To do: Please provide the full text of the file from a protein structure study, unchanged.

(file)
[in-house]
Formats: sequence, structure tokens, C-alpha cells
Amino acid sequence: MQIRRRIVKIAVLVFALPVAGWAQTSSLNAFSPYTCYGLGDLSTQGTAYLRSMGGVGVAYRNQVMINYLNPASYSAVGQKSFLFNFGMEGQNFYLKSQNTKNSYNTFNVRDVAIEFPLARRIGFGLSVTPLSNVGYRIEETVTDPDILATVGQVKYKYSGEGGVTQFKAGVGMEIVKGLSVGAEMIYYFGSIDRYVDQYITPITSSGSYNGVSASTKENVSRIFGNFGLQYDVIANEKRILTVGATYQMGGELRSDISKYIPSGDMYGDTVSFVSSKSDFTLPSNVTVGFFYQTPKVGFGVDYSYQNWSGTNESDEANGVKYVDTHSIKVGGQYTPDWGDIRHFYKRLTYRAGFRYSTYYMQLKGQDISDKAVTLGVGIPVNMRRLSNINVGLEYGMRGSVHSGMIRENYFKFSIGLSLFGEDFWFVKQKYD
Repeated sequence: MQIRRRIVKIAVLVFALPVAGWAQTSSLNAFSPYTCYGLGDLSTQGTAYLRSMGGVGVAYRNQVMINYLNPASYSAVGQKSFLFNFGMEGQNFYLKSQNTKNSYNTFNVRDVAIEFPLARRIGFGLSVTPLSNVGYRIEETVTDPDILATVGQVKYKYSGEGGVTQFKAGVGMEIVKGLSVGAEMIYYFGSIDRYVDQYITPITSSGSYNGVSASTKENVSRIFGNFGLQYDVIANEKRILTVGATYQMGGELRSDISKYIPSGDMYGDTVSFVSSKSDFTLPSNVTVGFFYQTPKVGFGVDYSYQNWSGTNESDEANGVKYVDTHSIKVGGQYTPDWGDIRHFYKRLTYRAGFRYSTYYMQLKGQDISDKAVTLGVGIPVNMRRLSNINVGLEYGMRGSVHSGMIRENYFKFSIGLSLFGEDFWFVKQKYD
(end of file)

[in-house]
Formats: sequence, structure tokens, C-alpha cells
Amino acid sequence: MQIRRRIVKIAVLVFALPVAGWAQTSSLNAFSPYTCYGLGDLSTQGTAYLRSMGGVGVAYRNQVMINYLNPASYSAVGQKSFLFNFGMEGQNFYLKSQNTKNSYNTFNVRDVAIEFPLARRIGFGLSVTPLSNVGYRIEETVTDPDILATVGQVKYKYSGEGGVTQFKAGVGMEIVKGLSVGAEMIYYFGSIDRYVDQYITPITSSGSYNGVSASTKENVSRIFGNFGLQYDVIANEKRILTVGATYQMGGELRSDISKYIPSGDMYGDTVSFVSSKSDFTLPSNVTVGFFYQTPKVGFGVDYSYQNWSGTNESDEANGVKYVDTHSIKVGGQYTPDWGDIRHFYKRLTYRAGFRYSTYYMQLKGQDISDKAVTLGVGIPVNMRRLSNINVGLEYGMRGSVHSGMIRENYFKFSIGLSLFGEDFWFVKQKYD
Repeated sequence: MQIRRRIVKIAVLVFALPVAGWAQTSSLNAFSPYTCYGLGDLSTQGTAYLRSMGGVGVAYRNQVMINYLNPASYSAVGQKSFLFNFGMEGQNFYLKSQNTKNSYNTFNVRDVAIEFPLARRIGFGLSVTPLSNVGYRIEETVTDPDILATVGQVKYKYSGEGGVTQFKAGVGMEIVKGLSVGAEMIYYFGSIDRYVDQYITPITSSGSYNGVSASTKENVSRIFGNFGLQYDVIANEKRILTVGATYQMGGELRSDISKYIPSGDMYGDTVSFVSSKSDFTLPSNVTVGFFYQTPKVGFGVDYSYQNWSGTNESDEANGVKYVDTHSIKVGGQYTPDWGDIRHFYKRLTYRAGFRYSTYYMQLKGQDISDKAVTLGVGIPVNMRRLSNINVGLEYGMRGSVHSGMIRENYFKFSIGLSLFGEDFWFVKQKYD